Purple Prose + Writing

What SYTYCD? Taught Me About Writing

I’m going to tell you a secret. I’m a huge fan of So You Think You Can Dance Canada? During season three (which ended last month), it dawned on me just how much we writers can learn from the show.

1. Don’t be afraid to try new genres: During his audition, super sexy Denys Drozdyuk wowed the judges by not only performing the Paso Doble on his own (something unheard of since it’s most definitely a partner dance), he combined it with a touch of contemporary dance.

All twenty-two dancers selected for the show had to learn and perform dance styles they had never studied before (contemporary, jazz, ballroom, hip hop, Latin dance). The dancers only had a few days to learn the routine, yet all did an amazing job.

As writers, we should push ourselves to try (or at least read) different genres, and see how aspects of them might combine to produce something even more exciting. You might even develop a new trend. Isn’t that what we all want? To be on top of a trend instead of racing behind it, especially since the latter is never recommended.

2. Bring out the emotion: At the end of each performance, the dance partners listened—sweat dripping down their faces, hearts pounding from the gruelling routine—as the judges critique the dance. Often the dancers were told to dig deep and pull out that raw emotion, which will take them to the next level. Those who managed to do that went far in the competition. There were a few dances that left the judges in tears because of the emotional connection they felt with the dancer and the performance (not to mention the subject matter).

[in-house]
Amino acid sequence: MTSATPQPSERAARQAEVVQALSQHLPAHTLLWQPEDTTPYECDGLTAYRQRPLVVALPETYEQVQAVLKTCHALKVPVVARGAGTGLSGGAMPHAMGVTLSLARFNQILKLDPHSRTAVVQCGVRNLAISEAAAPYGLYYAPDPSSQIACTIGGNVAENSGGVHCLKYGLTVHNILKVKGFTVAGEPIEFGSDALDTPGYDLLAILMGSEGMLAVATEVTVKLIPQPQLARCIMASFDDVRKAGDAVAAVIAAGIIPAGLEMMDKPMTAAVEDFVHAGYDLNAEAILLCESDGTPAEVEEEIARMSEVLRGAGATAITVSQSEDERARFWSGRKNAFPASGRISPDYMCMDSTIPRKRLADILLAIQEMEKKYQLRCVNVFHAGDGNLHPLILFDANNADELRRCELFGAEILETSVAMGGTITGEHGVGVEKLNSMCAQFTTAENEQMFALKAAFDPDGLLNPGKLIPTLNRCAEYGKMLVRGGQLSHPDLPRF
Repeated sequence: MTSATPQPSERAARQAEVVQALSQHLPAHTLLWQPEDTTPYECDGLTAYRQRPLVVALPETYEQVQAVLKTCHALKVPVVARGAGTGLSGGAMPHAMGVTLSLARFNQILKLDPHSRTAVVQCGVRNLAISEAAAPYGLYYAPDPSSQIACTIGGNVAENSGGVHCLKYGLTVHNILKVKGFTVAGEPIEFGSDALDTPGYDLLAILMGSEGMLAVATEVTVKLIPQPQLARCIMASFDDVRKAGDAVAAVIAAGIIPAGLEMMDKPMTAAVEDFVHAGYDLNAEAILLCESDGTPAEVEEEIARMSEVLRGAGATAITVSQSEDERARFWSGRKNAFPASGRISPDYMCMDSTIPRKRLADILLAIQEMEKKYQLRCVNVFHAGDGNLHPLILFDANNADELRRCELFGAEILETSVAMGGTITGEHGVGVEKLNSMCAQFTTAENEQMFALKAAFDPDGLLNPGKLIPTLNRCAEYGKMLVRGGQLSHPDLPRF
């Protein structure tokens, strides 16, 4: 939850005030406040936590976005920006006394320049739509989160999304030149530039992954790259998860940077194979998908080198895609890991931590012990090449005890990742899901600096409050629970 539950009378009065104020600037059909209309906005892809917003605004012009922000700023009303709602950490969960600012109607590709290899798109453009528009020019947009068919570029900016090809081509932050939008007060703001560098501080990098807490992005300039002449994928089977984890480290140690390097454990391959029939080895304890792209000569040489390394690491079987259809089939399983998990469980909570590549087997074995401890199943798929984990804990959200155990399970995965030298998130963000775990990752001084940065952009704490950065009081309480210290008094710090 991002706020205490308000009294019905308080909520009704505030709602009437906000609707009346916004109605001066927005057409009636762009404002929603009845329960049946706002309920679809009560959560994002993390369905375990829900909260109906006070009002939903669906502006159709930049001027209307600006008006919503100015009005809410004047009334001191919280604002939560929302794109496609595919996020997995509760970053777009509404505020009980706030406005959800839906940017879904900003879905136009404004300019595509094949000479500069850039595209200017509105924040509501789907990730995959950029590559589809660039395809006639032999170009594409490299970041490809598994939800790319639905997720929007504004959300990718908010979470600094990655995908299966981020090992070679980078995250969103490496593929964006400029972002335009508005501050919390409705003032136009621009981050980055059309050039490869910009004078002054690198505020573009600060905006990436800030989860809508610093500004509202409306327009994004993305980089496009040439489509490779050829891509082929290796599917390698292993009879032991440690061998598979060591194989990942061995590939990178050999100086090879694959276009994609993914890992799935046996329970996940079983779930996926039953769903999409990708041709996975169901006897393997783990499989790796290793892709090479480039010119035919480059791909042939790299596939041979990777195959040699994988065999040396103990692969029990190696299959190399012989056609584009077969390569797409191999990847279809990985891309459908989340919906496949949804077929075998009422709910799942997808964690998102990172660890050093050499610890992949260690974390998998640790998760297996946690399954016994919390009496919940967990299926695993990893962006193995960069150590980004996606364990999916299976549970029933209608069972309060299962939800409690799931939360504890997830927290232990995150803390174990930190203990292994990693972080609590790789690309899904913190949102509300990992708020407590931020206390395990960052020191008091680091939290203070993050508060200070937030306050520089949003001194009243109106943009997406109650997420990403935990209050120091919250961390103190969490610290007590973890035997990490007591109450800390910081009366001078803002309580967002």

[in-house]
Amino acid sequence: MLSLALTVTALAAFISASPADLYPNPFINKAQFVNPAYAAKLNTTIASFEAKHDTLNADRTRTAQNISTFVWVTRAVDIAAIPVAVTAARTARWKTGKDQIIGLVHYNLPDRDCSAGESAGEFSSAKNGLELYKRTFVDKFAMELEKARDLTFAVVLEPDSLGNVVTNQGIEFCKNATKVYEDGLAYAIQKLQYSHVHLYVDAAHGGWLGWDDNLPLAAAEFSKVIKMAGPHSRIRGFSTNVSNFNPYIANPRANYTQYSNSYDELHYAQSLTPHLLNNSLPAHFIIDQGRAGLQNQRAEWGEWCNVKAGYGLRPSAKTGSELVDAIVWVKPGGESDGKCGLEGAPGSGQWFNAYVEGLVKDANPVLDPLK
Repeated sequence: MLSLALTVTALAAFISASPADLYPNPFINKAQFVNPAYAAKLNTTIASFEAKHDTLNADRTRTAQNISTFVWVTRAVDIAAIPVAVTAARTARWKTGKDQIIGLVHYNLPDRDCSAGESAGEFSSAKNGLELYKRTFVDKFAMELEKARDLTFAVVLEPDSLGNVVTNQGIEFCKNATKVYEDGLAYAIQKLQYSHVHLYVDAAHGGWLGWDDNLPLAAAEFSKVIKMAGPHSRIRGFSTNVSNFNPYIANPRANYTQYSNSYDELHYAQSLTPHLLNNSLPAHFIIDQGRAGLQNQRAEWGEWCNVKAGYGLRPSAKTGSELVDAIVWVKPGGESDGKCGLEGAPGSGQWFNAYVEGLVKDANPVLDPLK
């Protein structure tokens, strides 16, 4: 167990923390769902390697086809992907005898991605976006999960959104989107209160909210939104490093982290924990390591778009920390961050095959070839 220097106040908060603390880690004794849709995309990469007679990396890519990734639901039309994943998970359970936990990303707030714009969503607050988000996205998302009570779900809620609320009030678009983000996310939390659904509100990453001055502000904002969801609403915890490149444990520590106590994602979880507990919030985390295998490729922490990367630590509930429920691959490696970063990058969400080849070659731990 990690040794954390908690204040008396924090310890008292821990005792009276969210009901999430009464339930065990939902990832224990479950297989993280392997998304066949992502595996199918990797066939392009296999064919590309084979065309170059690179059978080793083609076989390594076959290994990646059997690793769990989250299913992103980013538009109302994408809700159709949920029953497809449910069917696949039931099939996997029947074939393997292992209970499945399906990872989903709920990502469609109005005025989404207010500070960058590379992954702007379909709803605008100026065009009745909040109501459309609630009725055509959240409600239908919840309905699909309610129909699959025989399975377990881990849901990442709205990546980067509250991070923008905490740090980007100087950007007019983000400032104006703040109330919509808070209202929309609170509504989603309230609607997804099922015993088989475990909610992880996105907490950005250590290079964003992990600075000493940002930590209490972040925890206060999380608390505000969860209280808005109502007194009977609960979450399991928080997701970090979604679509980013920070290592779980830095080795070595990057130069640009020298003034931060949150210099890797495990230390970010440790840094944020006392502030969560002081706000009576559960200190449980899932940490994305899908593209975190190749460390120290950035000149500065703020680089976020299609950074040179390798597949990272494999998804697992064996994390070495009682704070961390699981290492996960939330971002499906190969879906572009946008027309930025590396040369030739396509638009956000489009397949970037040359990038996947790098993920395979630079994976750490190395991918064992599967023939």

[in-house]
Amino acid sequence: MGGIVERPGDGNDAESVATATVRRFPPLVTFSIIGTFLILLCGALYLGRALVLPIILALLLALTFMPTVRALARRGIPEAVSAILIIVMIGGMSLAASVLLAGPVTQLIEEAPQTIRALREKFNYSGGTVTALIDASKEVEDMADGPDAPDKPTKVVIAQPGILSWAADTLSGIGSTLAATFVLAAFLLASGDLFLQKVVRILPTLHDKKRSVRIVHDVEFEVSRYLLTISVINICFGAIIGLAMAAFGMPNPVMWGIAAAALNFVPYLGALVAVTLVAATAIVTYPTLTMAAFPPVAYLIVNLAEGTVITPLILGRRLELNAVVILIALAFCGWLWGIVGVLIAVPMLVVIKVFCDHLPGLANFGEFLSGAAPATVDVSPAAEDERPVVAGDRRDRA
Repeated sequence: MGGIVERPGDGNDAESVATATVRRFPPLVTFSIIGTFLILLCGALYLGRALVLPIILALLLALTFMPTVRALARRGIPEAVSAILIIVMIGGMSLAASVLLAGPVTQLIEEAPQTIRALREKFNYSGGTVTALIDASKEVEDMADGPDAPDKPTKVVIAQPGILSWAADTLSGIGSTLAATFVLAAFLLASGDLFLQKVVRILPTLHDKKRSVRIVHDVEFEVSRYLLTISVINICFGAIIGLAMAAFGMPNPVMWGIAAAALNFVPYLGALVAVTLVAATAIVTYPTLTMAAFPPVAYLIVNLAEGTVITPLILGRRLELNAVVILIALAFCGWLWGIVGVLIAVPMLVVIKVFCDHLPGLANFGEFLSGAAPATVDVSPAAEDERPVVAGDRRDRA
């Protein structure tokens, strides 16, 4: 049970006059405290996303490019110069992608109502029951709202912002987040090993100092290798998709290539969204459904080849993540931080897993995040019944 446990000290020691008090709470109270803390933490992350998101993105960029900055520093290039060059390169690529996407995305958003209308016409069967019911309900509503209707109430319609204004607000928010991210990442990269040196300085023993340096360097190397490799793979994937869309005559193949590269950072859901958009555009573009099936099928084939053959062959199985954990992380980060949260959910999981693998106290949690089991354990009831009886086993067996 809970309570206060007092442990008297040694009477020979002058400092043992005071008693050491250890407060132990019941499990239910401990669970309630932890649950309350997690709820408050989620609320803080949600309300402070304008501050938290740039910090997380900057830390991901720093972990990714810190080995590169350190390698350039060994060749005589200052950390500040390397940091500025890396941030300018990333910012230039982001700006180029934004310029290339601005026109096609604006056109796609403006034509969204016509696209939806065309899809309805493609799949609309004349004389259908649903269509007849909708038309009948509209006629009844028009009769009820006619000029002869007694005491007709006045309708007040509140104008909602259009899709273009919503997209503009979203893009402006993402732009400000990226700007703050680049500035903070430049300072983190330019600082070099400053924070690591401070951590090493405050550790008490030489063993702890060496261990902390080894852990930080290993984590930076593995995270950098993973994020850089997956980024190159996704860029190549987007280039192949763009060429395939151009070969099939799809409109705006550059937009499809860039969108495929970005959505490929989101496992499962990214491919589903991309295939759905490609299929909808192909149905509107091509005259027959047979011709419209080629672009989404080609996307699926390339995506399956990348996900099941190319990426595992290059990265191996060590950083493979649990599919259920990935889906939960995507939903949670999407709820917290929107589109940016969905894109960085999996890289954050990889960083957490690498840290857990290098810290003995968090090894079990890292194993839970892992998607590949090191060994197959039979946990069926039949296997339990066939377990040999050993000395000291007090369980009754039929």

Same deal with writers. In order for the reader to connect with our characters, we need to dig deep and bring our characters’ emotions to life on the page. It’s not easy at times. Sometimes we’re crying over what we just put them through (Or is that just me?). But it’s essential if we want to get to the next level: gaining an agent or landing a book contract.

3. You owned that dance: Each dancer had his or her own style (e.g. wild, kooky, etc). The successful dancers applied that to their routines and the judges took notice. This style made those dancers memorable. Very important during the competition.

Okay, writers. I have only one word for you: Voice!

4. Don’t give up because you were rejected: Tara-Jean Popowich auditioned for the first season of the show but never made it to the top twenty. She went home and did everything she could to become a better dancer. Her hard work and determination paid off. Not only did she make it to the show for season two. She won the position of Canada’s favorite dancer.

Like dancers, writers deal with rejections All The Time. It’s part of the package. But instead of bemoaning the unfairness of it all, take the rejection and use it to make your writing and/or story better. Maybe you need a crit group (or a different one). Maybe you need to enrol in a writing class to hone your skill some more. Do whatever it takes to push your writing to the next level.

5. Embrace the critique: Winner Denys Drozdyuk couldn’t have said it better on the final show when he told the judges that praise is great, but the critiques were what had made him a better dancer. What more can I say?

It was amazing watching the show and seeing how much dance has in common with writing fiction. Both require determination, passion, skill, and the ability to tell a story. Do you have all of these requirements? Is there something you need to work on some more?


I'm the guest blogger today on the Query Tracker Blog. The topic? The wicked truths about writing edgy YA novels. I'd love it if you zipped over to say, "Hi!"

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What SYTYCD? Taught Me About Writing + Writing